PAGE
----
Each of the chests 42 is elongate and typically about 18 or 24 inches in the longitudinal direction and about 90 to 100 inches in the lateral direction as would be readily understood by those skilled in the art. Conventional roll-based machines typically required about 18 to 28 such heating chests, while only about 7 to 16 such chests 42 may be needed for a typical installation using the present invention. The number of heating chests depends upon desired speed of operation and other factors as would be readily understood by those skilled in the art.

The apparatus 40 also includes an endless conveyor belt 43 of a conventional type as would also be readily appreciated by those skilled in the art. The conveyor belt 43 includes a front or working side for engaging a corrugated paperboard sheet 47 and advancing the sheet along a predetermined longitudinal path of travel over the series of heating chests 42. The conveyor belt 43 requires backing pressure to ensure that the relatively fast moving sheet 47 sufficiently contacts the heating surfaces 48 to absorb heat and set the adhesive.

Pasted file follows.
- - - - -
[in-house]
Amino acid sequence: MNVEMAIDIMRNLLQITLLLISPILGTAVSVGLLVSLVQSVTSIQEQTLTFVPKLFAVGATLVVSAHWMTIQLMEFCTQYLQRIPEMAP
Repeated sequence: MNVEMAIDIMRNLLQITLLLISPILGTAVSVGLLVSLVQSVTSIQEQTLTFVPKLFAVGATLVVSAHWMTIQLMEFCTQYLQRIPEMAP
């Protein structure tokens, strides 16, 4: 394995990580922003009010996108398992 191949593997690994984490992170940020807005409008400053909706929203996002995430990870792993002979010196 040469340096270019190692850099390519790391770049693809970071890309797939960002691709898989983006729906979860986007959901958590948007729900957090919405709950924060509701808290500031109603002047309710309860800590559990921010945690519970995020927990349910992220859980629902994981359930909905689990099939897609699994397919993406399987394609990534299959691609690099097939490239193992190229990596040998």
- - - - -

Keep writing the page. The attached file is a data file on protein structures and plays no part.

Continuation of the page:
Unfortunately, as illustrated in FIG. 4, a heating chest 42 has a tendency to develop an inward bow or deflection in a medial portion of its upper heating surface 48 during operation of the apparatus 40. This thermally induced deflection is caused by the difference in temperature between the various wall portions of the heating chest 42 as hot steam is passed through the chest, while the relatively cool corrugated paperboard sheet 47 cools the heating surface 48 of the chest because of the heat transferred from the chest to the sheet. The bow is typically more pronounced in the upstream heating chests 42 because of the relatively cooler temperature of the sheet at that area.